A Shift in the Wind is a "time capsule", written 37 years ago by a group of people in their 20s and 30s. It captures the exuberant months after 1984's general election, when two opposition leaders won seats in Parliament, and young Singaporeans believed that democracy would prevail.
“It is this history of actions and manoeuvres of the PAP state that has determined the type of political culture today: all manner and form of organised groups—professional associations, trade unions, political parties and students—have been incapacitated from becoming a contender to the PAP’s dominance of Singapore’s political life. Every generation therefore, has seen new, although short-lived, non-PAP leaders. In the light of such a history, it is little wonder that all these groups should have appeared immature and easy meat for the PAP government to pick off.
Underlying this however, is a continuity that is clear—a depoliticisation of Singapore society by means of persuasion, coercion and ideology—the current that has caused the broken episodes of non-PAP political history.”
- From the end of “Part II: Recent Political History”, A Shift in the Wind, written in the mid-1980s, and published by Word Image. It's edited by Chew Kheng Chuan, Tan Tee Seng, Teo Soh Lung and Kenneth Tsang.
This little book of essays is important in several ways. It is, firstly, a valuable account and insightful analysis of Singapore’s past and future from that point in time. The book was supposed to come out in 1987 following the watershed 1981 by-election and the 1984 general election that inspired the authors to put pen to paper. In the end, it never saw the light of day as a result of the Internal Security Department’s (ISD) arrest of a group of alleged “Marxists”, including the four editors (one of whom, Chew Kheng Chuan, was the subject of a Jom profile last year). The story of the link between the stillborn work and the detentions hasn’t been fully told, as it should be; this review will try to fill in some of these gaps.
There are four chapters in this slim work of just 88 pages. The first (“The Present Political Atmosphere”) begins with the triumph of opposition stalwart Joshua Benjamin Jeyaretnam in the by-election in Anson constituency, in 1981. The victory of the Workers’ Party leader was as momentous as it was precarious: “JBJ”, as he is often called fondly by his supporters, edged in with 51.9 percent of the votes. It marked the first time in 15 years that the hitherto seemingly unassailable People’s Action Party (PAP) had to clear a seat in Parliament for someone not under its circle and lightning banner.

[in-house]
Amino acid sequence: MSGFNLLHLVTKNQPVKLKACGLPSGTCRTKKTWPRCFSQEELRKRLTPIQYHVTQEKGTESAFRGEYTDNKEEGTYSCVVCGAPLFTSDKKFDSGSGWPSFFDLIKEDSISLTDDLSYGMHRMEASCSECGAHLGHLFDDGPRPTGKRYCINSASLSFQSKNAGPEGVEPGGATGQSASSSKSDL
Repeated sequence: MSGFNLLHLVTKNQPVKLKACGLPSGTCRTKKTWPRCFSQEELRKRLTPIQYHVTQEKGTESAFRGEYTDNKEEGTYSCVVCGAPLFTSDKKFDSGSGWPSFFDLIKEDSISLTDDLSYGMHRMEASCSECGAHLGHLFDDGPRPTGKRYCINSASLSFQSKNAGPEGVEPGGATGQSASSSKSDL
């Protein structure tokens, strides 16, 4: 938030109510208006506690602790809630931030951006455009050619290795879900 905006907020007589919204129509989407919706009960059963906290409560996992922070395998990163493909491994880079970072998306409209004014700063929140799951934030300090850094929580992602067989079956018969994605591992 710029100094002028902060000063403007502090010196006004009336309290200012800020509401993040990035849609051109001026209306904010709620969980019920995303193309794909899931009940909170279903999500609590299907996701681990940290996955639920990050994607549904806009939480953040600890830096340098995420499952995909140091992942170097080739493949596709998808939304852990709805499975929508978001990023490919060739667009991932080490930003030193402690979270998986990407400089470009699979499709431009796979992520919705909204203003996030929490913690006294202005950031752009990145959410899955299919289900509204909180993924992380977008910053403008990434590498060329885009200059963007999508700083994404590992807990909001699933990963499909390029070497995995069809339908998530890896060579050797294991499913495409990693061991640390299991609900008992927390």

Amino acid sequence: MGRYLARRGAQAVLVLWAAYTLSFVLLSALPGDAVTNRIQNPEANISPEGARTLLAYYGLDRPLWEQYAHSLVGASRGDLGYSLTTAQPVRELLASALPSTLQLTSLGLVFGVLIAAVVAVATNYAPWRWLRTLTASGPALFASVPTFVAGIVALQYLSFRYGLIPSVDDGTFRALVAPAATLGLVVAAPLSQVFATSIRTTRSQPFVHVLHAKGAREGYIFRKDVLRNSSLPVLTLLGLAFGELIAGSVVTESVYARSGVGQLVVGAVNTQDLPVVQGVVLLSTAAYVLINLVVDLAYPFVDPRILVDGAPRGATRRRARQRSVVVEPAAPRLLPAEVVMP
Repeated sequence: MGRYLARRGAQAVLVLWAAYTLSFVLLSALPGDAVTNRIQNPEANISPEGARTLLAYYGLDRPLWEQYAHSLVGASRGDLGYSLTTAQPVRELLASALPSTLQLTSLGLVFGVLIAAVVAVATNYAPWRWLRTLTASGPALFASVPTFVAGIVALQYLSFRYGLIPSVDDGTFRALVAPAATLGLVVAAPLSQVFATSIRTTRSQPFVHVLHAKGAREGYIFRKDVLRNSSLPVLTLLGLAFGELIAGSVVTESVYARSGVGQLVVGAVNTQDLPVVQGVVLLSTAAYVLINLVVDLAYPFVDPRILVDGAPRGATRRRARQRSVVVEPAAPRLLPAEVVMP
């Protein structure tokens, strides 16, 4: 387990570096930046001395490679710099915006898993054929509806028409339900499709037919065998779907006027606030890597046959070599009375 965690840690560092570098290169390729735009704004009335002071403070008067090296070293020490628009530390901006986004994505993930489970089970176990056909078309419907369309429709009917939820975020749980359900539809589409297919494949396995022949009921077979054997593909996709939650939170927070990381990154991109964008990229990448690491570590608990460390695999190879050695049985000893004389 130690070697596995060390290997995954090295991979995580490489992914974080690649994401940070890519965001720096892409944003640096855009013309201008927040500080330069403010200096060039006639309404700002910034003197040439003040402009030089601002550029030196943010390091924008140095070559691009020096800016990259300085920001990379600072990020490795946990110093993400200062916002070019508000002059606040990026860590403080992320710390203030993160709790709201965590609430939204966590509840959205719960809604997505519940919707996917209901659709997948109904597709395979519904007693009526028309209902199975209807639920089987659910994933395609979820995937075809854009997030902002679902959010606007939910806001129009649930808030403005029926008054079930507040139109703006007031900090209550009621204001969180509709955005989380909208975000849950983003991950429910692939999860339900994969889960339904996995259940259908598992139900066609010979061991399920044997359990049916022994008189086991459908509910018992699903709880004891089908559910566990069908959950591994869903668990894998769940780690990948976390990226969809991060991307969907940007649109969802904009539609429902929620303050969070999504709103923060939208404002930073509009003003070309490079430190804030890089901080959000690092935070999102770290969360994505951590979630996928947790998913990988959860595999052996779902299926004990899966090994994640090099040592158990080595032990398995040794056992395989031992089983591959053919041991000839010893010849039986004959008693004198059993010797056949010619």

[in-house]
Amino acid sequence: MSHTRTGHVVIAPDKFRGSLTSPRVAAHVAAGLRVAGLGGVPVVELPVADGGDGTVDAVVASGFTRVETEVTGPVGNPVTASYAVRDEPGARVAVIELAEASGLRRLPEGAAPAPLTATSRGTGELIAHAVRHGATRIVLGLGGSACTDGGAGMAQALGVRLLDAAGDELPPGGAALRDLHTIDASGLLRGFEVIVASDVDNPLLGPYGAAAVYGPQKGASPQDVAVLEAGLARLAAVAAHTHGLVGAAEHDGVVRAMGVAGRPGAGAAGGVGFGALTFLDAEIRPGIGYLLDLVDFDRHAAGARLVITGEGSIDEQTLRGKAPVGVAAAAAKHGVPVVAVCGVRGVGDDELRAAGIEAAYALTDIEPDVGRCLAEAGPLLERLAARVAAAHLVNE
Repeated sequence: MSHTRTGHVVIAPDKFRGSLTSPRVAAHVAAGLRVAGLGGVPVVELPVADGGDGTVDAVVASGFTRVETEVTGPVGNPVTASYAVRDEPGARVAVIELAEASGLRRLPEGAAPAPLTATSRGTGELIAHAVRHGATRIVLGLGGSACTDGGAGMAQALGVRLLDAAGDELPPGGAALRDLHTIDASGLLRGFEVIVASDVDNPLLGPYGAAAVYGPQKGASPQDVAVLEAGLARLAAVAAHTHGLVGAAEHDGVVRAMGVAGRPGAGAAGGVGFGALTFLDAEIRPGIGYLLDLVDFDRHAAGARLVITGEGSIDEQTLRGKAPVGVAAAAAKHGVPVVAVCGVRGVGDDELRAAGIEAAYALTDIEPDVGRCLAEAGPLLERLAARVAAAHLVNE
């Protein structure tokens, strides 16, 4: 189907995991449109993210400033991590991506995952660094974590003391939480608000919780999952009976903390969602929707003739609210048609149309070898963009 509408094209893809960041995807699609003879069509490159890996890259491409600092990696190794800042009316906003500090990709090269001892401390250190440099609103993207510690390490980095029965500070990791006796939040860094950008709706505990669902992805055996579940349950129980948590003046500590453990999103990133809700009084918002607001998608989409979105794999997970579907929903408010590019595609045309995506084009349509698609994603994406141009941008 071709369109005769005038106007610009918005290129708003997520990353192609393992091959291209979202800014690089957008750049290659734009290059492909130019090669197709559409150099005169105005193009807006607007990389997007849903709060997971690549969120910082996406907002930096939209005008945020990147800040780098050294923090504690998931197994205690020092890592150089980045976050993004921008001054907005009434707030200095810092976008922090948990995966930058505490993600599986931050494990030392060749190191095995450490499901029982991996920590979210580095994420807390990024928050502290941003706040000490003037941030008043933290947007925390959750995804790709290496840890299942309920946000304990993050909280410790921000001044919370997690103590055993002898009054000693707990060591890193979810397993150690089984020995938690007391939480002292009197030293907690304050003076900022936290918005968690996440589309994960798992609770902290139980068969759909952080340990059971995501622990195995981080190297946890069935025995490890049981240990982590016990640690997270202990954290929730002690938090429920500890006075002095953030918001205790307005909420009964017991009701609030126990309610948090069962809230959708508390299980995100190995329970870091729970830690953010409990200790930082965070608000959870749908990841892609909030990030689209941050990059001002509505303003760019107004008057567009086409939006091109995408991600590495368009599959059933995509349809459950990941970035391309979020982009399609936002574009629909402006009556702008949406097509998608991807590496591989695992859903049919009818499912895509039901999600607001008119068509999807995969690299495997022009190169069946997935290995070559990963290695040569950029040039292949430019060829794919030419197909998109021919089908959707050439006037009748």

Elsewhere, this tiny dent to the ruling party’s monopoly would have been political par for the course. Not so in Singapore. It was seen by both sides as a huge breakthrough, politically and psychologically. Recriminations followed, including a comic accusation levelled at a journalist from the pro-PAP The Straits Times that he had leapt in celebration when the results were declared (he explained that he was merely jumping so as to see over the heads of his taller colleagues).
The defeat is partly ascribed to residents expressing their anger at being resettled without being given HDB flats in compensation. It might also be down to hubris: the PAP man was parachuted into the ward just before the election and antagonised the existing party grassroots. Only 10 months prior at the general election, his predecessor had romped home with 84 percent of the votes.
Was the loss just a temporary and reversible blip for the PAP?
The 1984 general election proved otherwise. Not only did Jeyaretnam repeat his insult by winning again, but the equally redoubtable Chiam See Tong of the Singapore Democratic Party also clinched Potong Pasir. And then there were two. The PAP’s vote share also dropped to 65 percent from 78 percent in 1980.
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